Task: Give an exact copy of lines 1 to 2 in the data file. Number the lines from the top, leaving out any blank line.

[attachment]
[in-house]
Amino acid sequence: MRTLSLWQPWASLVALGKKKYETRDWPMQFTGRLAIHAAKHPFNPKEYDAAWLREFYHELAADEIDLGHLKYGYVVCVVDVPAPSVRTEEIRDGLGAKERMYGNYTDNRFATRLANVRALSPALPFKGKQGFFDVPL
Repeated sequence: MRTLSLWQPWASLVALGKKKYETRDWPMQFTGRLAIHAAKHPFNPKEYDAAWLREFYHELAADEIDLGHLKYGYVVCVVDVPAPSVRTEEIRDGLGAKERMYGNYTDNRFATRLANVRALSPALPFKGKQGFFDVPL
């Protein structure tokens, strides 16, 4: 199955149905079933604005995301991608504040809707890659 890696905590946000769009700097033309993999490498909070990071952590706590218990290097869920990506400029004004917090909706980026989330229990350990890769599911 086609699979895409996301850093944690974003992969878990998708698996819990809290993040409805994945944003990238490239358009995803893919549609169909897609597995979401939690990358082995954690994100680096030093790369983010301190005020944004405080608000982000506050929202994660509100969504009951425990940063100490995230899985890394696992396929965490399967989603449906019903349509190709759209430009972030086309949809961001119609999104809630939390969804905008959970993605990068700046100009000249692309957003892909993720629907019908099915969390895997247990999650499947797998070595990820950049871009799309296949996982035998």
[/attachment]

[in-house]
Amino acid sequence: MRTLSLWQPWASLVALGKKKYETRDWPMQFTGRLAIHAAKHPFNPKEYDAAWLREFYHELAADEIDLGHLKYGYVVCVVDVPAPSVRTEEIRDGLGAKERMYGNYTDNRFATRLANVRALSPALPFKGKQGFFDVPL